Latin America

Maduro proposes elections for dissolved opposition-held body

Venezuelan President Nicolas Maduro has proposed that elections be held for the country’s National Assembly, an opposition-held legislature that continues to convene despite being dissolved in 2017.

“Let’s hold elections [for the National Assembly]. Let’s [have] a peaceful solution, electoral, democratic, constitutional,” Maduro said on Monday while addressing a pro-government rally in Venezuela’s capital of Caracas.

He did not, however, set a specific date for the vote, which would have been held in late 2020 had it not been dissolved and stripped of its legislative powers in March 2017.

“We will legitimize the sole institution that has not been legitimized in the last five years,” Maduro said before huge crowds of his supporters, who had earlier marched on the streets of Caracas, with many wearing red T-shirts and carrying “March for Victory” banners.

“We’re going to measure ourselves electorally… we’re going to bring forward elections of the National Assembly,” he said.

The rally marked the first anniversary of his victory in a presidential election that was boycotted by the opposition.

The opposition won a majority in Venezuela’s National Assembly in 2015. But it was declared in contempt of the Supreme Court in 2017 for swearing in three legislators whose elections had been ruled invalid by the court.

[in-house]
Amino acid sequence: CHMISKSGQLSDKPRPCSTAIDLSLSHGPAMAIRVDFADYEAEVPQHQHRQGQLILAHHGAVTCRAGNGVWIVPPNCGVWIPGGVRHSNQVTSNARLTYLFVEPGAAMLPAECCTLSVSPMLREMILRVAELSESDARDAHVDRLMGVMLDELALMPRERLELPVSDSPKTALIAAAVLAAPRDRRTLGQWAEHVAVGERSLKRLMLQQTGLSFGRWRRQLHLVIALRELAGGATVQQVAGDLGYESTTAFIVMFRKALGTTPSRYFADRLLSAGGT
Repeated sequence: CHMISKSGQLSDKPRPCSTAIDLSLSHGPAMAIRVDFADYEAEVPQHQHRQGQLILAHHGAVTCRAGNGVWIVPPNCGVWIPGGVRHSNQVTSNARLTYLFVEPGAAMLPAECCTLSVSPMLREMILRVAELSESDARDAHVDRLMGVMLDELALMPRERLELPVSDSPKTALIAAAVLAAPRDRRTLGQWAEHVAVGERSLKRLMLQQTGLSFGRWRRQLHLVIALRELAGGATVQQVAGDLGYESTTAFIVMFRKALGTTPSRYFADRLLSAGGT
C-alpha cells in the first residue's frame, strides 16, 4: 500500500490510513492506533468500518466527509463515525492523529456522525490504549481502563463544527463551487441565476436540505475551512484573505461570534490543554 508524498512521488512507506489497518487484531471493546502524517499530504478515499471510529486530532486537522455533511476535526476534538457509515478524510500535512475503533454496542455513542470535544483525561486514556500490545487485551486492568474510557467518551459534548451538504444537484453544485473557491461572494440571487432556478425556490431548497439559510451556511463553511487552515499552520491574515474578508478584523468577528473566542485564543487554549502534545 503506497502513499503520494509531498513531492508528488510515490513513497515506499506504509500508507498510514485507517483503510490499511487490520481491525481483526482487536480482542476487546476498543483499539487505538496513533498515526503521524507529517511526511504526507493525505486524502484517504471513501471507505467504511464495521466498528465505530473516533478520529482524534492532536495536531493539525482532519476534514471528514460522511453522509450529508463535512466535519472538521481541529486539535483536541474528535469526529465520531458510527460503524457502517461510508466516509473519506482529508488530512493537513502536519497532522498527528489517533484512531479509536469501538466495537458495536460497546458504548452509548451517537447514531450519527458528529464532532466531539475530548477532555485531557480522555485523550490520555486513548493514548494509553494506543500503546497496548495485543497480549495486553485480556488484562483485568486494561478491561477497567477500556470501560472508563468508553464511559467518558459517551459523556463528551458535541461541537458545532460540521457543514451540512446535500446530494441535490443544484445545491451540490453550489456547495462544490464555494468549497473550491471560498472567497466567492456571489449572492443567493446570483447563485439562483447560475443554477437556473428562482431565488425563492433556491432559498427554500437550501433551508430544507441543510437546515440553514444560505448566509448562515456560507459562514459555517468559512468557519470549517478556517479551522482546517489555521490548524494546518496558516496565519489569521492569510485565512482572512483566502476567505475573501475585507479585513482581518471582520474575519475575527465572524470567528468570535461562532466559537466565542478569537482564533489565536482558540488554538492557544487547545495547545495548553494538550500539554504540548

Members of the Venezuelan Bolivarian militia and government supporters attend a rally at the Presidential Palace in Caracas, Venezuela, on May 20, 2019. (Photo by AFP)

The National Assembly is headed by Juan Guaido, who threw Venezuela into crisis when he unilaterally declared himself the “interim president” of the country.

Last month, accompanied by a small number of renegade soldiers, Guaido attempted a coup against the Maduro administration. But the bid quickly failed, and many of the putschists have taken shelter at foreign embassies in Caracas.

Meanwhile, Venezuela’s National Constituent Assembly has decided to continue operating until the end of 2020.

The body, which was set up in 2017 after the National Assembly was dissolved, was originally scheduled to run for two years.

Back to top button